A few weeks ago Facebook launched Instant Articles for the users of its app. Instant Articles is a direct descendant of "Paper", another FB news feature, and it is going to revolutionise mobile news. The list of partners is growing globally and in the past few days many Indian publications declared their involvement in the new feature.
With Instant Articles, users will be able to open an article directly on the app newsfeed. The article will be stored on Facebook's servers and will save a lot of time and data to readers. In fact, Instant Articles are designed to use little data and charge fast. Facebook said that they load 10 times faster than normal links.
Users no longer will be directed to slow and heavy mobile websites and the articles will open within the app. Not only faster and easily accessible, Instant Articles will also look beautiful, adding new features and enriching the mobile reading experience. Developer said that Instant Articles are also more likely to be shared than normal links and as a consequence rank higher in the News Feed.
Marketed as convenient and efficient, this new feature has been welcomed not only by many Facebook users, but also by major US publishers such as the New York Times, the Huffington Post, BuzzFeed and many others. Instant Articles were initially only available on Iphones but they have been recently made available for all android users, increasing enormously the number of Indian users affected. Among the Indian participants there are influential media houses like India Today (which competes with Outlook), the Indian Express and Hindustan Times. Many are expected to follow.
But what may look like a successful innovation to many is actually considered a dangerous threat by others. Many influential technology experts have condemned the initiative, arguing that it poses a threat to net neutrality and the very existence of the web. The list includes NYT editor David Carr, who talked about Facebook supremacy in a kingdom of serfs (media companies), Mozilla's head of Public Policy Chris Riley, who talked about Facebook gate-keeping strategy threatening the open web, and the Verge editor Nilay Patel, who talked about the slow death of Internet.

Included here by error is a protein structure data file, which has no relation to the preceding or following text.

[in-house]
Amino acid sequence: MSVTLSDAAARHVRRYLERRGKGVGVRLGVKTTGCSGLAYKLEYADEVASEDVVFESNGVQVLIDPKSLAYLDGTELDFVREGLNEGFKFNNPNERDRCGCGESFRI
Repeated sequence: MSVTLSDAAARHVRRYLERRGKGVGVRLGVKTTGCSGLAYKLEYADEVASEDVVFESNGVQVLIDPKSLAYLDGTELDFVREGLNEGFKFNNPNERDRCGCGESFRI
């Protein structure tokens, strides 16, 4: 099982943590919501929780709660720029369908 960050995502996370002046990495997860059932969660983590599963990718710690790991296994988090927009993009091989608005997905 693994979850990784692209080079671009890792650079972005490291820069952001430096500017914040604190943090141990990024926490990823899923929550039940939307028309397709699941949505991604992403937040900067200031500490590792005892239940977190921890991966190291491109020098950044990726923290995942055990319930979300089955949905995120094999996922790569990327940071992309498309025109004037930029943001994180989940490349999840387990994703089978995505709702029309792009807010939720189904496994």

One of the main objections towards Facebook's strategy is that it is creating a walled garden where internet users are kept on the platform. Facebook now offers a multitude of services within its app and users can find most of what they need without browsing the web. A new feature has been introduced recently allowing users to make universal searches across the entire social network. This means that you can now see what the internet is talking about without leaving the app. Instant Article is considered part of this strategy and could give Facebook unprecedented power and control over the news market.
This move could increase radically Facebook's traffic and amount of data gathered, boosting enormously market share and advertisement revenues. In this setting, Facebook sets the trends and the publishers are bound to follow. The initiative is considered disruptive by many: publishers that are not willing to adapt and move their content in Facebook's servers will certainly face market share losses.
Still, publishers will be able to benefit from advertisement revenues (now shared with FB) and build a sustainable business model. The downside is that they will lose the close contact with their readership: no longer redirecting users to their websites, editors will become almost anonymous. Their status is under threat and some even argue that they will become more like ghostwriters. Readership loyalty and subscription are also expected to be negatively affected by Instant Articles. With no bargaining power and dependent on FB to get readers, publishers run the risk of becoming extremely weak.